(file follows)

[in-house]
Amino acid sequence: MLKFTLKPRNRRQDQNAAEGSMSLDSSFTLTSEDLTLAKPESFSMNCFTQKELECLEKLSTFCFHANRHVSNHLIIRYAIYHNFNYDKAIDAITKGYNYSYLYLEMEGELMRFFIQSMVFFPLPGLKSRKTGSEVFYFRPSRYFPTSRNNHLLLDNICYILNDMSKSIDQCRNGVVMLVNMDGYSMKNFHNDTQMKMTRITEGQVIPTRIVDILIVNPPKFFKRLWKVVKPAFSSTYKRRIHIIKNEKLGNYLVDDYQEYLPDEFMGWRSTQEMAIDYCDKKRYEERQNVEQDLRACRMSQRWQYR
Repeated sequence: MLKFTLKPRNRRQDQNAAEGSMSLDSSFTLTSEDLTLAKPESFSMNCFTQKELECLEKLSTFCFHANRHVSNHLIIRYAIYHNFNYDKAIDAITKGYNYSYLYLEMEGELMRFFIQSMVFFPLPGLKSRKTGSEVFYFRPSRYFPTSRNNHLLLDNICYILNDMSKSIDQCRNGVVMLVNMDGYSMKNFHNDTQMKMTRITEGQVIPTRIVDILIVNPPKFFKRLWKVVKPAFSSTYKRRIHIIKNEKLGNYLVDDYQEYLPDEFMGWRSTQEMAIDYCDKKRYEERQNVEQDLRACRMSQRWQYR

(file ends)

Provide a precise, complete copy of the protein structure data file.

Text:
[in-house]
Amino acid sequence: MLKFTLKPRNRRQDQNAAEGSMSLDSSFTLTSEDLTLAKPESFSMNCFTQKELECLEKLSTFCFHANRHVSNHLIIRYAIYHNFNYDKAIDAITKGYNYSYLYLEMEGELMRFFIQSMVFFPLPGLKSRKTGSEVFYFRPSRYFPTSRNNHLLLDNICYILNDMSKSIDQCRNGVVMLVNMDGYSMKNFHNDTQMKMTRITEGQVIPTRIVDILIVNPPKFFKRLWKVVKPAFSSTYKRRIHIIKNEKLGNYLVDDYQEYLPDEFMGWRSTQEMAIDYCDKKRYEERQNVEQDLRACRMSQRWQYR
Repeated sequence: MLKFTLKPRNRRQDQNAAEGSMSLDSSFTLTSEDLTLAKPESFSMNCFTQKELECLEKLSTFCFHANRHVSNHLIIRYAIYHNFNYDKAIDAITKGYNYSYLYLEMEGELMRFFIQSMVFFPLPGLKSRKTGSEVFYFRPSRYFPTSRNNHLLLDNICYILNDMSKSIDQCRNGVVMLVNMDGYSMKNFHNDTQMKMTRITEGQVIPTRIVDILIVNPPKFFKRLWKVVKPAFSSTYKRRIHIIKNEKLGNYLVDDYQEYLPDEFMGWRSTQEMAIDYCDKKRYEERQNVEQDLRACRMSQRWQYR